Humans of CSE March

Humans of CSE March

As the sacred month of Ramadan unfolds, Muslims worldwide embark on a journey of spiritual reflection, self-discipline and increased devotion to worship. Fasting from dawn until sunset, individuals seek to draw closer to Allah, deepening their faith and seeking forgiveness for past sins. Ramadan is not only a period of personal growth but also a time to acknowledge and appreciate the blessings bestowed upon them, encouraging acts of charity and compassion towards those less fortunate. On behalf of UNSW CSESoc, the Outreach portfolio extends heartfelt wishes to our Muslim students for a blessed Ramadan filled with peace, joy and profound spiritual growth. In this edition, we have the privilege of interviewing a 2nd year Computer Science/Economics student who shares her experiences.

Could you please share some highlights from your experience studying computer science at UNSW?

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Studying computer science at UNSW has definitely been a rollercoaster. I think it’s pretty well-known that it’s not an easy degree! Computer science was a completely new skill for me and till now, there are many instances where I still struggle to wrap my head around everything. However, it’s important to note that there are so many support services that are available to you. The lecturers and tutors themselves are so helpful and love to answer any of your questions. Furthermore, CSESoc holds many events where you can learn more about the field and also make friends that help you along the way! The best parts of studying computer science has been going through everything with my friends. If I were to give advice to my younger self, I would say to not compare myself to other students and to just go at my own pace. It can be really daunting to see other students understand a certain concept easily while it took me a much longer time, but it’s not a competition! Learning is a process and it takes time and practice, so just be patient with yourself and be confident that you will succeed.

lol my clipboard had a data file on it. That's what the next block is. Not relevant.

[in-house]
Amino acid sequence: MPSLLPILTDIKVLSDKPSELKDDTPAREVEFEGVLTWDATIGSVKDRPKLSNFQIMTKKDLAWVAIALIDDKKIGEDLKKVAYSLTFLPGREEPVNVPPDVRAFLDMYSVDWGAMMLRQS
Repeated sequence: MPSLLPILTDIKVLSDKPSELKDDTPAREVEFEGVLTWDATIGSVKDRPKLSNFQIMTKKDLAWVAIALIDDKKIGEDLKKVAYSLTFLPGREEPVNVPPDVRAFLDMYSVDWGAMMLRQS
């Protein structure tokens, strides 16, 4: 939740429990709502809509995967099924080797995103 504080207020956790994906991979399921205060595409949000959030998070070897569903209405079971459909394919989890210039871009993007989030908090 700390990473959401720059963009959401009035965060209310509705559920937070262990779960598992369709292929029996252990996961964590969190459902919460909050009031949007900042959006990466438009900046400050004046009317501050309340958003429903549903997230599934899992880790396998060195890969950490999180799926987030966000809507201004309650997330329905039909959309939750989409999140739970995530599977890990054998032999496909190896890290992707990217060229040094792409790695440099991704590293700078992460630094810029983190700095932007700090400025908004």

With March marking the beginning of Ramadan, do you have any tips on effectively balancing study commitments with observing Ramadan?

With Ramadan being of great significance, it can be tempting to prioritise religious practices over attending classes, but I think it’s important to remember that seeking knowledge and learning from your classes is a form of worship itself! Everytime you sit in a lecture or tutorial, God is rewarding you for that. So my advice is to ensure that you’re not neglecting your studies! After your classes, I recommend going to the prayer rooms and performing your prayers or reading the Quran as these are also essential parts of Ramadan. That way, you have a good balance of studying and observing the required religious practices. The aim of Ramadan is to increase your good deeds and draw closer to God, and something as simple as smiling at another person is a good deed. It’s clear that even things you do day to day also help you observe Ramadan. Islam is a simple religion and Allah sees your struggles and determination to balance the important aspects of your life, so keep it easy and just try your best :).

How was your experience using prayer rooms on campus, and were they easily accessible for you as a student?

Having prayer rooms that are available on campus has been extremely helpful to me as a muslim student. They facilitate quiet spaces to conduct my prayers and be around individuals who are similar to me, allowing me to make like-minded friends in the process! There is one prayer room located conveniently on each end of uni, one on level 3 of the square-house and the other in the biological sciences (north) building. These locations are useful as anyone can access them depending on if you are on lower or upper campus. These rooms are always left clean and quiet, and allow me to stay on top of my prayers while being at uni!